Please introduce yourself and your books! What is the real-life story behind them?
I’m Jeanne Reames, and my novel duology, Dancing with the Lion: Becoming (1) & Rise (2), concerns the coming-of-age of the young Alexander (Alexandros), before he became “the Great.” The novels explore his relationships with his father and mother, his best friend and lover, Hephaistion, as well as his sisters and the other boys in his early orbit, some of whom would go on to become his generals, then kings in their own right, after his death. I explore his development into, arguably, the world’s most brilliant tactical mind.
Aside from writing fiction, I’m also a history professor and director of the Ancient Mediterranean Studies Program at the University of Nebraska, Omaha. I specialize not only in Greek history, but ancient Macedonia itself and the court of Alexander, in particular.
What are the biggest mistakes you can make in an historical novel?
Forget it’s about people and turn it into “creative non-fiction,” OR forget it’s about people in the past and write a costume drama with modern characters (and modern attitudes) running around in ancient dress.
Both creative historical non-fiction and popular history are fundamentally different in goal than historical fiction. Readers of historical fiction do expect and want historical detail. Yet if all they wanted was history, there’s a different aisle in the bookstore for that. So while, as a professional historian with a PhD, I do my utmost to present ancient Macedonia and Greece accurately, the focus isn’t on Macedonia. It’s on Alexandros and Hephaistion (and friends) growing up there. The historical setting is just a frame. (I will add that the amount of detail historical fiction readers like can vary a fair bit, dependent on subgenre. What mainstream historical fiction readers will tolerate can differ sharply from Historical Romance or Historical fantasy, as those genres have different general conventions.)
By the same token, one can go too far in the opposite direction, and plop modern people in ancient settings. The past is a foreign country. Their views and attitudes can be startlingly different, and we need to let them be so. They need to act, and react, appropriately for their time. So, for instance, the ancient Macedonian court was polygamous, and for wives in polygamous situations, their status rested on producing sons, especially the heir. So Olympias/Myrtalē doesn’t really care who Philippos is having sex with, as long as it doesn’t father a rival son to her own. The introduction of Oedipal themes or sexual jealousy (such as Oliver Stone did in his film, ‘Alexander’) is anachronistic.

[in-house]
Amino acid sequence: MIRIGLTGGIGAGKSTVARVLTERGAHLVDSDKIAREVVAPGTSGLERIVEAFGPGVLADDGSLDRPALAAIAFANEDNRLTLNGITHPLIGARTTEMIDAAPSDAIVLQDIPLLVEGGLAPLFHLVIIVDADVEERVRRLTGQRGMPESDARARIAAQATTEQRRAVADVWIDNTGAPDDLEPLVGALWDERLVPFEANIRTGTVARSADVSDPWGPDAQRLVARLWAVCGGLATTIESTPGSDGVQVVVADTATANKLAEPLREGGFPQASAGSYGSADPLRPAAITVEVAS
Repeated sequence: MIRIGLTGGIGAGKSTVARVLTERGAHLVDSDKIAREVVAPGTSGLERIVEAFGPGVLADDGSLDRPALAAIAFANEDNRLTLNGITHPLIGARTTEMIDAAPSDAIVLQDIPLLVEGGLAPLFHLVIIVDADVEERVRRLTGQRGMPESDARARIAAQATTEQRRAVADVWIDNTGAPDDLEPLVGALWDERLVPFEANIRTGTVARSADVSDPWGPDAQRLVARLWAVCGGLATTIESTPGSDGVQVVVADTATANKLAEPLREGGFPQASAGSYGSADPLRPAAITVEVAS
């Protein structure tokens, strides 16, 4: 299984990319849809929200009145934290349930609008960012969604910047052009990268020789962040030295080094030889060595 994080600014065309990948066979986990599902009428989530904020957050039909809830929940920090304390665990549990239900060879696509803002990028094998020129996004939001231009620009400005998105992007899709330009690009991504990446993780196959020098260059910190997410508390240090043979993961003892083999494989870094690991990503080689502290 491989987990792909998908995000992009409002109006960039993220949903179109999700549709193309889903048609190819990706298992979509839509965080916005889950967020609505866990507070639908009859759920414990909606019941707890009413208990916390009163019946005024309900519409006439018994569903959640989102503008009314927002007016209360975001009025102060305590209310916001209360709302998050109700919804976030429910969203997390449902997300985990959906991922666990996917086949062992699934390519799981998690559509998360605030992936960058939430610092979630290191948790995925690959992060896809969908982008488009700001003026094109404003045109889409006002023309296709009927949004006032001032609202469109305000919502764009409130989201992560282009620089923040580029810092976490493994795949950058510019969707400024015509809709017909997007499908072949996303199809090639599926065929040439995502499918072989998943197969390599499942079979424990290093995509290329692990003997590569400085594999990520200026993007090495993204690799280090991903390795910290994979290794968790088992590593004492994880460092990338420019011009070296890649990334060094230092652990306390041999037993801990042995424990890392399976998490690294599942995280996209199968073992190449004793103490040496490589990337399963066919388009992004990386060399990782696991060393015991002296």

That doesn’t mean make the characters so alien readers can’t empathize. The emotions of the boys (and adults) in Dancing with the Lion are familiar. Some of their experiences (first combat, for instance) are probably not common for the bulk of readers, but others certainly are: the fear and thrill of first love, the crush of self-doubt, the grief at the loss of a family member. These are deeply human feelings.
How do bad reviews and negative feedback affect you and how do you deal with them?
I’ve been fortunate in that nobody has completely trashed the first novel (yet, ha); the lowest rating I’ve received has been 3 stars, although it’s clear from written reviews that what 3-stars mean, or 4-stars, varies from person to person. Not everyone who gave it 3 stars will read the second.
Yet because the reviews, overall, have been pretty good, that’s made it easier for me to be philosophical about the less-than-glowing ones. I recognize that one of the novels’ biggest struggles involves mistaken reader expectations (which one reviewer even admitted to), and some of that has to do with branding.
Riptide Publishers is an LGBTQ Romance press. Dancing with the Lion contains a love story (as do most coming-of-age novels), but it’s not a Romance, in terms of genre expectations. Yet Riptide was willing to take a chance on me, for which I’m grateful. And Romance readers are an eclectic bunch, who often read other genres, as well. That said, I’ve noticed the more negative reviews express frustration that the novels don’t follow the conventions of Romance, particularly in terms of pacing and focus. It’s paced like an historical novel, or a coming-of-age lit fic novel.